Alas, my self-improvement cup runneth over!

What to do?

I could narrow the field of my objectives. But I don’t want that. I want to keep getting better at… well, everything.

Still, hard as I’ve tried, I was never able to fit all my self-improvement projects into my schedule.

Until about six months ago…

I woke up one morning with this idea: Since I don’t want to decrease the number of things I’m trying to do, maybe I can do more by spending less time on each one.

For example: I’d been wanting – but failing – to do yoga and meditate every day. Why had I failed? Because yoga takes an hour and meditation takes 20 minutes, and I don’t usually have that much free time.

But what if I did just 5 minutes of each? Surely, that would be better than nothing, right?

So I put my theory to the test. And the results have been very encouraging.

Instead of spending 60 minutes in a yoga class, I developed a 3-minute routine that I do every morning (to loosen my body up) and before bed every night (to relax my body for sleep). I will never become a yogi this way, but those 6 minutes have had a noticeable effect on the way I feel.

Meditation? “Serious” meditators do at least two 20-minute sessions a day. I do two 5-minute sessions with a program I found on I do one session when I wake up, and another just before I lie down.

In addition, I spend 3 minutes every morning doing calisthenics, focusing on my major muscles and core. It’s amazing how much of a workout you can get in 3 minutes. More than enough to flush your muscles with blood and get your heart pounding.

I am studying five languages right now, too: advanced French and Spanish, intermediate Italian, and beginning Portuguese. Plus intermediate Latin. (For no practical purpose. Just for fun.) There are dozens of language apps available, some better than others. For Italian and Portuguese, I’m using Duolingo. For French and Spanish, I’m listening to podcasts. I spend, on average, 5 minutes per lesson.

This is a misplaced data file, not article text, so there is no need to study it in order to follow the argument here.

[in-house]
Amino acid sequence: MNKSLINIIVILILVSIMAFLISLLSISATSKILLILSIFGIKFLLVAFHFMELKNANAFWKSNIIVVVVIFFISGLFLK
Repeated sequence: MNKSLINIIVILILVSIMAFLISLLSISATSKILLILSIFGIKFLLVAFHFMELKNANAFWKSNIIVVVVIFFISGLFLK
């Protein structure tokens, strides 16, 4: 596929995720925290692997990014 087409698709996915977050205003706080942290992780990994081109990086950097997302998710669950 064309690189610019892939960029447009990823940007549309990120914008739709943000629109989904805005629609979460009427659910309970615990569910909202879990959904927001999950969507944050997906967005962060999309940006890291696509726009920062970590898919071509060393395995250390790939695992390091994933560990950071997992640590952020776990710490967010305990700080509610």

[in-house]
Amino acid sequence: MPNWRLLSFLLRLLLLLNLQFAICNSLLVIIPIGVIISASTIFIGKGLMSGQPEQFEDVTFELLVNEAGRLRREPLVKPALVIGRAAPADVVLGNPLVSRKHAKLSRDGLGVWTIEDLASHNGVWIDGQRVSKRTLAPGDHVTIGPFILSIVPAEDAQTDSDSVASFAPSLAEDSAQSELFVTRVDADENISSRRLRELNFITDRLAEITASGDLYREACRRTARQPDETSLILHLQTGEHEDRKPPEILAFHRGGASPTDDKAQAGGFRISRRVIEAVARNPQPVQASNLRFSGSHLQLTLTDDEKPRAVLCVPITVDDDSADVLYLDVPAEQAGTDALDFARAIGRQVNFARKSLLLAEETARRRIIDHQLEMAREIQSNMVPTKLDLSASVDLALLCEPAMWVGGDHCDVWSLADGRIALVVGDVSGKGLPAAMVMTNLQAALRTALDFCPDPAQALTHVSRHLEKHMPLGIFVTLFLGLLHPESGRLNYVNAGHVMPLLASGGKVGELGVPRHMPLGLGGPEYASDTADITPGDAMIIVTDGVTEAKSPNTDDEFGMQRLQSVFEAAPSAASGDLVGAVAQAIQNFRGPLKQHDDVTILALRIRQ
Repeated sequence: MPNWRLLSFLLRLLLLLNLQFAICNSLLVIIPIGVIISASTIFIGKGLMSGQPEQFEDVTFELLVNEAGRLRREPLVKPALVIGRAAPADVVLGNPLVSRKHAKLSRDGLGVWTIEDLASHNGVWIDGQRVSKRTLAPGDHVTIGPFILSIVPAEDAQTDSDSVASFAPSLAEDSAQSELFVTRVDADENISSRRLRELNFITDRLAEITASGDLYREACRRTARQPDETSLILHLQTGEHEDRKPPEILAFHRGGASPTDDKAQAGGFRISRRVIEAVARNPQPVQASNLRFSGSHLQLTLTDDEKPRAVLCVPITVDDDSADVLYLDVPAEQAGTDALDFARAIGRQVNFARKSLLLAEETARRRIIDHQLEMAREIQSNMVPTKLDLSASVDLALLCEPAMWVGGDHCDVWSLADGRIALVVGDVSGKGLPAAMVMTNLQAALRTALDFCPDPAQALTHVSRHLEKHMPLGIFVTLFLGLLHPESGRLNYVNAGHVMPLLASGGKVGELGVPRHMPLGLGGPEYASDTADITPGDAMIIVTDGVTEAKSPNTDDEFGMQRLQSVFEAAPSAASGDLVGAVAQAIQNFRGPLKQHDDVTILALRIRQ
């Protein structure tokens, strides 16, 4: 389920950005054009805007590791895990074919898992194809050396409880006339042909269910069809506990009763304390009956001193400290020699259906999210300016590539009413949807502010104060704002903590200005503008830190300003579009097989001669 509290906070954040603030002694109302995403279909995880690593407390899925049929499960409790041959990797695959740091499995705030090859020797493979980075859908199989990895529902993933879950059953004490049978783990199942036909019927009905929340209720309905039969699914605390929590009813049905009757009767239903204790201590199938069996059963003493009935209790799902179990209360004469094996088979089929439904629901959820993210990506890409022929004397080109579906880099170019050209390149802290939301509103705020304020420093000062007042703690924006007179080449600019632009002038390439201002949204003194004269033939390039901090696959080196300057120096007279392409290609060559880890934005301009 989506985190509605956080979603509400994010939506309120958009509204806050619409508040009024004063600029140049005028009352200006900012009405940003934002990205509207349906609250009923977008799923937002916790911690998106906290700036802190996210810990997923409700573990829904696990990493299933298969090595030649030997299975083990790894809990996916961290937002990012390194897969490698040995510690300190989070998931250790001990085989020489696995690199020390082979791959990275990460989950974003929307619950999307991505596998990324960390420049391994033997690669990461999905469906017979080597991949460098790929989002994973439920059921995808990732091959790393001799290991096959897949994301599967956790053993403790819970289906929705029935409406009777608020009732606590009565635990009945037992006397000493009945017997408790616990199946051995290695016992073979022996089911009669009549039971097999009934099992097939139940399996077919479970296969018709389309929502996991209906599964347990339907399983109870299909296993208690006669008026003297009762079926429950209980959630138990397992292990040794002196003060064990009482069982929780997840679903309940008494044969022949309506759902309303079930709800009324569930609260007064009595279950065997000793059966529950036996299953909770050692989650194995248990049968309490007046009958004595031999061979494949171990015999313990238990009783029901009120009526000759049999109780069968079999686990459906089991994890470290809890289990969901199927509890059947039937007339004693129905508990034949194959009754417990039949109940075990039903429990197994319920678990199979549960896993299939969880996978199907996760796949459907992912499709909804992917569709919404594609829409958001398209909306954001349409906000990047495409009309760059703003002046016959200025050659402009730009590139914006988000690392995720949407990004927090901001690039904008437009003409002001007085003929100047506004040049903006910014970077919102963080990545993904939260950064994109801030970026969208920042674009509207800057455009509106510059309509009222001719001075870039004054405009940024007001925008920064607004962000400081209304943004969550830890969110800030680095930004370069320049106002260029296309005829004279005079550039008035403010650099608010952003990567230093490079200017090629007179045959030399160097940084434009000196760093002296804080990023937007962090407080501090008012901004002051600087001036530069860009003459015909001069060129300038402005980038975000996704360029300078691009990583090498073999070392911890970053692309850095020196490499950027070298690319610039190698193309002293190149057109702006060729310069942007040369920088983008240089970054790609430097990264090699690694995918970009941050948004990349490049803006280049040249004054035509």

You might think that you cannot learn so many languages simultaneously, especially when you’re spending so little time on each one. But in the three months I’ve been doing this, I’ve seen a lot of progress. Much more than I expected.

I’ve got learning apps for everything from math to art to geography and history, to name a few. I can now identify all the South American countries and capitals, and I can identify about three-dozen dog breeds by sight.

If all this sounds crazy to you, I understand. It felt crazy to me when I started in on it. I don’t think what I’m doing is going to change the world in any way, but it does give me one or two hours of pure self-improvement gratification every day.

When 5 minutes is too long…

There are times when I feel so rushed that I don’t want to devote even 5 minutes to one of my self-improvement goals. When that happens, I give in to the feeling. I don’t do 5 minutes. Instead, I do one. One single minute.

Sixty seconds is so little time. Yet it’s a long way away from nothing. By allowing myself the occasional 60-second self-improvement session, I have the pleasure of being able to check one more thing off my self-improvement list for the day.

And, of course, what usually happens after a minute is that I decide to continue. Sometimes a minute turns into 2 or 5 or 20. Sometimes it becomes an hour. Meanwhile, in my mind, I’ve already rewarded myself with an A for effort after the first 60 seconds.


Fun Fact

How to guess the temperature on a summer evening: Count the number of cricket chirps in a 15-second period and add 37. The total will be (approximately) the temperature in Fahrenheit.